What is the world really like? Plato and Aristotle, the giants of western philosophy, attempted to answer this question with their own theories about ultimate reality. Plato was the first one of these ancient Athenians to come onto the scene.
Plato's metaphysical theory goes as follows. He believed that at the core of every person is the Immortal Soul. This soul can be lead by one of three things: reason, spirit, or appetites. Among these he argued reason was the best, most important, and should be in dominance over the others. He said we needed positions for the ideal people to be in, and called them Philosopher Kings. The emotionally lead were to be soldiers and those led by appetites could be anything else. These social classes were to be locked because he wanted people to do what they could do the best, depending on what part of them dominated.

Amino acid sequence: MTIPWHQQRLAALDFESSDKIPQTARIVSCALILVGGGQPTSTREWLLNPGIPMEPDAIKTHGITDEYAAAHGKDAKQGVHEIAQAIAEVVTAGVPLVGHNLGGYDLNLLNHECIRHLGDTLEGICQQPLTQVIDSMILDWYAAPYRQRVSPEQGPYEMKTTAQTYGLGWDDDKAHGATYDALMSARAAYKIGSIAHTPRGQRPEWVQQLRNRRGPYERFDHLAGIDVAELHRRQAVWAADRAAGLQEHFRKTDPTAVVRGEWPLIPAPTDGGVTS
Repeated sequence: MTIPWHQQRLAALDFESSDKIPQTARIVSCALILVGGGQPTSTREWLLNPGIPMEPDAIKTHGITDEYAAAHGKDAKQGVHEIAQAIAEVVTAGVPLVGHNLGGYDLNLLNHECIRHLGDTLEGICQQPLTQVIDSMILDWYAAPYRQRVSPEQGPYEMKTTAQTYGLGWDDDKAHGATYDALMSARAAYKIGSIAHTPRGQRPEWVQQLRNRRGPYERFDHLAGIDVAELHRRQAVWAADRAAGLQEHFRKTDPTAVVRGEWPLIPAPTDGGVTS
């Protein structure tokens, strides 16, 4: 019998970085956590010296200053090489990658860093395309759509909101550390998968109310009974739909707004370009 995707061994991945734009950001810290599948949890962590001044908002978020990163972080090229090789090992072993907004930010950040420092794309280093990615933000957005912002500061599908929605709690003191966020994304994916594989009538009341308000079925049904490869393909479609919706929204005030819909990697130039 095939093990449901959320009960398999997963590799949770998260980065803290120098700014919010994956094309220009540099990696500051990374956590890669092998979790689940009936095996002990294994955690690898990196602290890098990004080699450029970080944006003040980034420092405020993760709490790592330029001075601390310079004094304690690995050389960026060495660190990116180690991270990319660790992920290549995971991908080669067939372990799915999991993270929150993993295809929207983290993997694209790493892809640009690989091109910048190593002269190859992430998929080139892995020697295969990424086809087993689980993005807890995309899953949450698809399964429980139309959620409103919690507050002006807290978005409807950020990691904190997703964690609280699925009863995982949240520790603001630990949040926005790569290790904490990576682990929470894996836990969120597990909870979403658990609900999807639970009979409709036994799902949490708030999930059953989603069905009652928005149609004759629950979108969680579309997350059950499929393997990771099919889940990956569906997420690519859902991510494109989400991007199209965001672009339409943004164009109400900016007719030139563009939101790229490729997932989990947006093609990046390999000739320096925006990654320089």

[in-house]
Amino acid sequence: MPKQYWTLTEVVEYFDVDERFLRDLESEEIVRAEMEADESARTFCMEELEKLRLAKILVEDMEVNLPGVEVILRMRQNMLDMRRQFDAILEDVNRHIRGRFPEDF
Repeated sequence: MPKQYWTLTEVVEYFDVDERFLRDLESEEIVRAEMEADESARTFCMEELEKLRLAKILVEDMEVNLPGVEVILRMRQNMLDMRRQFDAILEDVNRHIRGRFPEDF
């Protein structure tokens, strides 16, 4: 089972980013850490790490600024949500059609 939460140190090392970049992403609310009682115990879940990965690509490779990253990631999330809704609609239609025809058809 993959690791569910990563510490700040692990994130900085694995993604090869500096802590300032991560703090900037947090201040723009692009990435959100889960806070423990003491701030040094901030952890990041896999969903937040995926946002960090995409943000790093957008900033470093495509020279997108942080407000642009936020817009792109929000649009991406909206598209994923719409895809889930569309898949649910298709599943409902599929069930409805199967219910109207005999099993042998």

This was all an attempt to promote a utopian, just society.
Plato also believed in Two Worlds. One world was the world of Forms. It is eternal and unchanging with perfect ideas and ideals. The second world was Becoming, which is the changing, everyday world that we live in. Anything we see in our world of Becoming participates in ideal forms, and the closer to the ideal form the better. He said that for everything there is an ideal that we are trying to get close to. However, what is truly real is the forms.
Finally, he said that all knowledge is a result of reminding us of what we already know, innate knowledge of ideal forms from our Immortal Soul. However, our mortal soul sometimes leads us astray of our true knowledge within. Our Immortal Soul possesses knowledge of all things, since it is eternal.